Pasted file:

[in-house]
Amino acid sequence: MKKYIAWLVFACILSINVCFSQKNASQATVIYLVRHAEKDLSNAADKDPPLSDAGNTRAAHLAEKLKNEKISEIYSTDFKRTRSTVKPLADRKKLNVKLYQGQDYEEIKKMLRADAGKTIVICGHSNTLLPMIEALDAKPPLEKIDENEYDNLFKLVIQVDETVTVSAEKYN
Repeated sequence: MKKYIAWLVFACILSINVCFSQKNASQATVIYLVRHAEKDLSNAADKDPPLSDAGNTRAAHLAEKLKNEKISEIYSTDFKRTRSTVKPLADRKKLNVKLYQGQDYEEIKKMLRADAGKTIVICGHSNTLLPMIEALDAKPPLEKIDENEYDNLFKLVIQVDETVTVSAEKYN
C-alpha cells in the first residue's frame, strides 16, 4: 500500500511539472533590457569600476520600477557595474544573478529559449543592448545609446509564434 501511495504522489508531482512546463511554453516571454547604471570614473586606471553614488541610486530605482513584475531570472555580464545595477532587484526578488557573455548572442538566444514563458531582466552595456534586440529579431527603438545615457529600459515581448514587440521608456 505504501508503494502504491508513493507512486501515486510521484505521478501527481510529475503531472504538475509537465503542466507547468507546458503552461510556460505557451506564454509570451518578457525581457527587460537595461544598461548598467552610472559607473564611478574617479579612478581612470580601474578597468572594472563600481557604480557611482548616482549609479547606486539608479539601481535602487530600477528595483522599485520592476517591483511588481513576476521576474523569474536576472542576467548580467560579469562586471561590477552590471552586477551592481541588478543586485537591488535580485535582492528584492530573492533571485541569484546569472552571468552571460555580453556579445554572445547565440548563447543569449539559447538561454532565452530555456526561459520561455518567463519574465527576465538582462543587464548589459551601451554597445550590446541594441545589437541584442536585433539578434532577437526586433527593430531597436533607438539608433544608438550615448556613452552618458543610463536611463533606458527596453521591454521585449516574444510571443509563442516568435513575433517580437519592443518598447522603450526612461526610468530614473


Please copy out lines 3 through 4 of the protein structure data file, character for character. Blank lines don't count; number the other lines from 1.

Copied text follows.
Repeated sequence: MKKYIAWLVFACILSINVCFSQKNASQATVIYLVRHAEKDLSNAADKDPPLSDAGNTRAAHLAEKLKNEKISEIYSTDFKRTRSTVKPLADRKKLNVKLYQGQDYEEIKKMLRADAGKTIVICGHSNTLLPMIEALDAKPPLEKIDENEYDNLFKLVIQVDETVTVSAEKYN
C-alpha cells in the first residue's frame, strides 16, 4: 500500500511539472533590457569600476520600477557595474544573478529559449543592448545609446509564434 501511495504522489508531482512546463511554453516571454547604471570614473586606471553614488541610486530605482513584475531570472555580464545595477532587484526578488557573455548572442538566444514563458531582466552595456534586440529579431527603438545615457529600459515581448514587440521608456 505504501508503494502504491508513493507512486501515486510521484505521478501527481510529475503531472504538475509537465503542466507547468507546458503552461510556460505557451506564454509570451518578457525581457527587460537595461544598461548598467552610472559607473564611478574617479579612478581612470580601474578597468572594472563600481557604480557611482548616482549609479547606486539608479539601481535602487530600477528595483522599485520592476517591483511588481513576476521576474523569474536576472542576467548580467560579469562586471561590477552590471552586477551592481541588478543586485537591488535580485535582492528584492530573492533571485541569484546569472552571468552571460555580453556579445554572445547565440548563447543569449539559447538561454532565452530555456526561459520561455518567463519574465527576465538582462543587464548589459551601451554597445550590446541594441545589437541584442536585433539578434532577437526586433527593430531597436533607438539608433544608438550615448556613452552618458543610463536611463533606458527596453521591454521585449516574444510571443509563442516568435513575433517580437519592443518598447522603450526612461526610468530614473